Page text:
THE trip to Macau early this year was made even more exciting with the chance to see live the death-defying Elekron stage production at Studio City.
As a whole, Elekron wowed the crowd with electric cars moving in a fast and furious fashion, motorbikes speeding off, actual fire, smoke, and aerialists in one 900-square-meter stage. There was so much action and thrill happening all at once that there seemed to be no time for the audience to even breathe. For the first time in a while, I could actually say it was a show that keeps you on the edge of your seat.
Elekron was produced by the same people behind the award-winning stage production The House of Dancing Water. It is made up of about 150 rigorously-trained performers including stuntmen who are Guinness Book of World Records title holders.
But Elekron was not all spark and fire and extravagance. Amidst the life-and-death performances is a story on environment welfare and concern. Set on a dystopian era of 2088, Elekron opens up to the audience a world that has mostly been defeated by electrical storms. A group of survivors set on a mission to find an abandoned power plant where they are to extract power from to fight against the evil forces of nature.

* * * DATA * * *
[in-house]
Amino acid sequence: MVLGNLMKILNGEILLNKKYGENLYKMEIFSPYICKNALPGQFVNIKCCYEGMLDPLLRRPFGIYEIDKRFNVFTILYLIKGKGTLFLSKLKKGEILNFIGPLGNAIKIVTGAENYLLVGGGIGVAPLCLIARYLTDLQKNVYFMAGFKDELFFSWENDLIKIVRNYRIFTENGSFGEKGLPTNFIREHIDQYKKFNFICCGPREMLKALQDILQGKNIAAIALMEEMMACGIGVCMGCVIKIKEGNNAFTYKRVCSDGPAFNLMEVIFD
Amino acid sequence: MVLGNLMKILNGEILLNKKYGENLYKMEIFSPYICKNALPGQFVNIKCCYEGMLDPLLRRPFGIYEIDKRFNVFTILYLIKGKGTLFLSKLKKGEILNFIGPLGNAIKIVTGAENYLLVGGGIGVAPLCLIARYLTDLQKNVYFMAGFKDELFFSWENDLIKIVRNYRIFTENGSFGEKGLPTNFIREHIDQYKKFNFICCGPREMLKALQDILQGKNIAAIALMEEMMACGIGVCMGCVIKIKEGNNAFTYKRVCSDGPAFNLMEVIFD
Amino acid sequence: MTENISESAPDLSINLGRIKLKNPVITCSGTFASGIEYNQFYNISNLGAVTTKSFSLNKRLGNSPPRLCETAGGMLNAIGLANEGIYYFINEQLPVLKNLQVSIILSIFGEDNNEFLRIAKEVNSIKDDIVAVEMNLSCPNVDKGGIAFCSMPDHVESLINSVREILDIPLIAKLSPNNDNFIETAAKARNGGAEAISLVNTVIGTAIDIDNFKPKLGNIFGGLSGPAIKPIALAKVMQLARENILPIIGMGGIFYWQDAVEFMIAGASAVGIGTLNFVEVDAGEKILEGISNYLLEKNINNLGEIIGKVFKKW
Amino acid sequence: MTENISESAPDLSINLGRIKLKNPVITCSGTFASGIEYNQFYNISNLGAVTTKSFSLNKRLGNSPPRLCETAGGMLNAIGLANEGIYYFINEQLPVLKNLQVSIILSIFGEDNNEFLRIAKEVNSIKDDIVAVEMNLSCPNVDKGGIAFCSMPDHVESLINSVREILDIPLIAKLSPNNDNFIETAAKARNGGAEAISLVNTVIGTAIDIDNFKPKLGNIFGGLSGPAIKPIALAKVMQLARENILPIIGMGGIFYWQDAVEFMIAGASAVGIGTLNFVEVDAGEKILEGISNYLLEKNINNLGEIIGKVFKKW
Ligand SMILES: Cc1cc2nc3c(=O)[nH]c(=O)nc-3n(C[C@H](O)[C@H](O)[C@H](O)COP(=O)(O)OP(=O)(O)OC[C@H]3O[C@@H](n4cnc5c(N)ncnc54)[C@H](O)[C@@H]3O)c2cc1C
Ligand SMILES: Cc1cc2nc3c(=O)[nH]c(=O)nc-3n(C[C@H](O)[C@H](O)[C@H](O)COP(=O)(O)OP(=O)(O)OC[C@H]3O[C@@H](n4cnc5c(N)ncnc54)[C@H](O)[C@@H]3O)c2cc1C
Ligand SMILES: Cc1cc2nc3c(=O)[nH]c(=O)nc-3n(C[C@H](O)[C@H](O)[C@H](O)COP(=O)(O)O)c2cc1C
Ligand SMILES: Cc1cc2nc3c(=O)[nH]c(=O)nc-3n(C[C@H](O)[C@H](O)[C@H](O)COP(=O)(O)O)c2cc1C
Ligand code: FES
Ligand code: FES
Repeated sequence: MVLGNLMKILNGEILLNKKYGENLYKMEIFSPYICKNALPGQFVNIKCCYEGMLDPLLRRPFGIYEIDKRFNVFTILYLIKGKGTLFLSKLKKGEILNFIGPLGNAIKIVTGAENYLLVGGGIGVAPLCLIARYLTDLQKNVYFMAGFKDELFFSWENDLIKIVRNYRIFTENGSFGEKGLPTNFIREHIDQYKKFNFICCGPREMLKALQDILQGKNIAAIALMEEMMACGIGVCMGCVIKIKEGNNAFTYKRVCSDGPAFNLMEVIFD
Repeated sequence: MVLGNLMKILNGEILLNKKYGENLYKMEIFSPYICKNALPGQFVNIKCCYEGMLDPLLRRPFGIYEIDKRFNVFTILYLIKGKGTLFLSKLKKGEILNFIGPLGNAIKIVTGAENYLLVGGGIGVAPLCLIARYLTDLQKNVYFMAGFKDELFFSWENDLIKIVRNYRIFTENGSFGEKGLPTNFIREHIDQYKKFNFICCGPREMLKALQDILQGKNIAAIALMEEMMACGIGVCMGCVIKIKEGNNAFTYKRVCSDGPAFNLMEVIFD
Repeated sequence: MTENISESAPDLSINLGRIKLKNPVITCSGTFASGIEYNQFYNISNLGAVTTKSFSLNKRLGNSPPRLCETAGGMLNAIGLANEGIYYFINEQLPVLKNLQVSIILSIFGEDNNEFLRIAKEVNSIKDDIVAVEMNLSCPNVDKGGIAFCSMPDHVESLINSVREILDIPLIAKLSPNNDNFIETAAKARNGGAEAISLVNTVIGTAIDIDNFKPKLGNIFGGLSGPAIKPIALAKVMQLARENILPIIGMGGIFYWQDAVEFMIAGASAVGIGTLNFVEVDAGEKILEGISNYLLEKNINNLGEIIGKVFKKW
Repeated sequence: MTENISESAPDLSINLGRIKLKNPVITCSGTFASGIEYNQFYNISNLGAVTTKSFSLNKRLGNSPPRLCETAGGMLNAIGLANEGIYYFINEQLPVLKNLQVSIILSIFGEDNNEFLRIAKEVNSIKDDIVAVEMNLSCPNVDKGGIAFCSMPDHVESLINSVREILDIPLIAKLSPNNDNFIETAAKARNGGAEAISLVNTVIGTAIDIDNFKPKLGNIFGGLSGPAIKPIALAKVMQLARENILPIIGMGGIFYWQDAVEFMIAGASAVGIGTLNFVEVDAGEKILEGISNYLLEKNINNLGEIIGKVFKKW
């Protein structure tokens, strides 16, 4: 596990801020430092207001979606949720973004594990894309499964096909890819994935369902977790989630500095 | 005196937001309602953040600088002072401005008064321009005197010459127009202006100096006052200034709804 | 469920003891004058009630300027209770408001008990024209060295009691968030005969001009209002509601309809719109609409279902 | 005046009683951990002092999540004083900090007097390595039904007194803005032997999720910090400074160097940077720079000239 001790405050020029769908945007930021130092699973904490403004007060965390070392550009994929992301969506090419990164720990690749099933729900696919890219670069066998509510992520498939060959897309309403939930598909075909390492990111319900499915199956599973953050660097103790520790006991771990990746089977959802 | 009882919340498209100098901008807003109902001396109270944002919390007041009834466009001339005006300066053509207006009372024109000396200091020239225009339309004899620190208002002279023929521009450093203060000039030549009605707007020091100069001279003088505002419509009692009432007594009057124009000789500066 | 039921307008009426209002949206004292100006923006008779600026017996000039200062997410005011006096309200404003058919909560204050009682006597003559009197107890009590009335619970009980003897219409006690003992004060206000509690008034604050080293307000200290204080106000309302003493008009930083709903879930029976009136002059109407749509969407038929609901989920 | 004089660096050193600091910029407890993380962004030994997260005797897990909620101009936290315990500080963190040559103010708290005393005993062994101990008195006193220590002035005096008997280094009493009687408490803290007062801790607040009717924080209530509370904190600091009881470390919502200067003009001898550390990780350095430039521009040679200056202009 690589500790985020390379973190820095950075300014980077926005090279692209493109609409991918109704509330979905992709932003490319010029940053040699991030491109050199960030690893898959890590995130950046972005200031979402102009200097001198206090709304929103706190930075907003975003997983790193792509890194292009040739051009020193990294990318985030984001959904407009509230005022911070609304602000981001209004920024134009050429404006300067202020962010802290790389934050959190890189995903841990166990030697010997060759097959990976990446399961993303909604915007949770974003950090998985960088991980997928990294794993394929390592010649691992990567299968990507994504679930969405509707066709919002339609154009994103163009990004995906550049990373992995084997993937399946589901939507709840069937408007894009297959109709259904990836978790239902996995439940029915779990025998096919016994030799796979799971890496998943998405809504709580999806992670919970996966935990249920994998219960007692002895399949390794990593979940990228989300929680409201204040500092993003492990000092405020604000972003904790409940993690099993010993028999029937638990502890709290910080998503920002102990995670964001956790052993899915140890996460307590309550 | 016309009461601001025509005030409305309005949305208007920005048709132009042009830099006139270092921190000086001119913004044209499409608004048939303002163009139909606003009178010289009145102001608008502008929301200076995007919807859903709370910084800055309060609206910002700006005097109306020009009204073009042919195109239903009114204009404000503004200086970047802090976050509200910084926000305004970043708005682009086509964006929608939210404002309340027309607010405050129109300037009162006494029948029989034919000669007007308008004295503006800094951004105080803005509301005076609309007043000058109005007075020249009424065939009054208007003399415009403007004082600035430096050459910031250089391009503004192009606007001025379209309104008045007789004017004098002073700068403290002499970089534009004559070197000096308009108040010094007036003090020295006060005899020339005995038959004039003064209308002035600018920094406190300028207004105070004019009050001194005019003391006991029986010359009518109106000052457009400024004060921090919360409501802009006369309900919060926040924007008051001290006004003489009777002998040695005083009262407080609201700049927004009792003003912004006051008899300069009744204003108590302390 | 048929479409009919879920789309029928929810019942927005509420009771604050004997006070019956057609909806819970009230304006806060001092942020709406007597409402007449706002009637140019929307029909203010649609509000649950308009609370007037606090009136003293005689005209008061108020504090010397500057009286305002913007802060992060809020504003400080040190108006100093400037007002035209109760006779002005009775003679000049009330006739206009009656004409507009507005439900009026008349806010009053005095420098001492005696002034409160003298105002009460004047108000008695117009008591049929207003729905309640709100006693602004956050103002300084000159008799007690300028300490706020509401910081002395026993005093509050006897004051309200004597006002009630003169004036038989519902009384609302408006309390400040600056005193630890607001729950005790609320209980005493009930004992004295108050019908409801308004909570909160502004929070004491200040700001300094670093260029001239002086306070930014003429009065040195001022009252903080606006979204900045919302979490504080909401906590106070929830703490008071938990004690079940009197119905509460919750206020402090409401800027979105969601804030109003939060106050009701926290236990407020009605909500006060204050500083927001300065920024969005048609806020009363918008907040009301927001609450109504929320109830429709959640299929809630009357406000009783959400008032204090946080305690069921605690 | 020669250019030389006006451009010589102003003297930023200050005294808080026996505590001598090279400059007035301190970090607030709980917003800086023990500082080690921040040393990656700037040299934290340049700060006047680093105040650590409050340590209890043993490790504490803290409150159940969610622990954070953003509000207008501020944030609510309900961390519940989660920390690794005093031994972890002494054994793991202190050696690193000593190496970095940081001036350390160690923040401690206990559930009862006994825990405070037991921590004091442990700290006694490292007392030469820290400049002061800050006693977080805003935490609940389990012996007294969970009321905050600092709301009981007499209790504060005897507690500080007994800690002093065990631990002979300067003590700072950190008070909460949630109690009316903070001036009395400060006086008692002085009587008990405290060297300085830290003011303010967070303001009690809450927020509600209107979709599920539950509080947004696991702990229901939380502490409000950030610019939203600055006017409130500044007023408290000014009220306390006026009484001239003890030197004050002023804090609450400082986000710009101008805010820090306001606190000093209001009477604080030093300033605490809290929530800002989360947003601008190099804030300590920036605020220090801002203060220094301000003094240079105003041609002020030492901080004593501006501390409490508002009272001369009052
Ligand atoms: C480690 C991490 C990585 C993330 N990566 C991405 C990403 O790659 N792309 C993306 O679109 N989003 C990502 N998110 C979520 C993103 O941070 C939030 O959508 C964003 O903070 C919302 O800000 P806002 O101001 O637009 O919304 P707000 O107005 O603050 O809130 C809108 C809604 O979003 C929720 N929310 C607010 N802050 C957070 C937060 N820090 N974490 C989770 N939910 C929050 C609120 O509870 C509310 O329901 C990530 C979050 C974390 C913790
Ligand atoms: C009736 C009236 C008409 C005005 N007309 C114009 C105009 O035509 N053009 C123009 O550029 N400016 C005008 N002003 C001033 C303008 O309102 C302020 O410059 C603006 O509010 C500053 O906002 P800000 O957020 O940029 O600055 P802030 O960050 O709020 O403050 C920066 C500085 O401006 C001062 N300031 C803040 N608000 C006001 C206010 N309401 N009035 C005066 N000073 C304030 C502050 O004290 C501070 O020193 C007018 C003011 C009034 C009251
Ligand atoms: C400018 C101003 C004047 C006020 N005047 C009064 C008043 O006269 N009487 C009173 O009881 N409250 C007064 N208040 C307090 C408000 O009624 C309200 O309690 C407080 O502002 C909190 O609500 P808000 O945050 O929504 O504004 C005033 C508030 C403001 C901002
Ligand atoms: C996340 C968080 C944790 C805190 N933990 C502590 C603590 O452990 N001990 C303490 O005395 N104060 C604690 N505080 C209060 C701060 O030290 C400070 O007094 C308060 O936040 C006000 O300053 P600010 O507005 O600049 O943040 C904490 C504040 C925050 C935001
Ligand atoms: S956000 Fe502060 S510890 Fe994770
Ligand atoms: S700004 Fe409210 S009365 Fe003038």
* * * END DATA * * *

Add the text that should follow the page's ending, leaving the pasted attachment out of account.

All the action, the thrill, the shrieking noises of speeding wheels against the stage, the faint smell of burnt rubber, the impressive dance moves and stunts, and the smoke that blurs the scene for a second before it returns much clearer to the audience – all this anchored in one storyline of substance.
With Elekron, you wouldn’t know what comes next, you wouldn’t know where the next car or motorbike is coming from. A sheer silence for a millisecond could only mean a much more immense stunt following it. The production also wonderfully made use of the lights with the different shades and color suggesting fear, anticipation, and excitement for every different scene.
It was capped off with a huge biplane with aerialists performing stunts on it as the plane was suspended high above the stage.
This trip to Macau was made possible by the Hong Kong Tourism Board. With the newest Hong Kong-Zhuhai-Macau Bridge, it is easier now to travel from Hong Kong to Macau and vice versa. As for Dabawenyos, the direct flight from Davao to Hong Kong, only makes traveling to places like Macau more convenient and within reach.
The live stage performance at Studio City is only one of the many things that can be done in Macau. There’s still more to explore.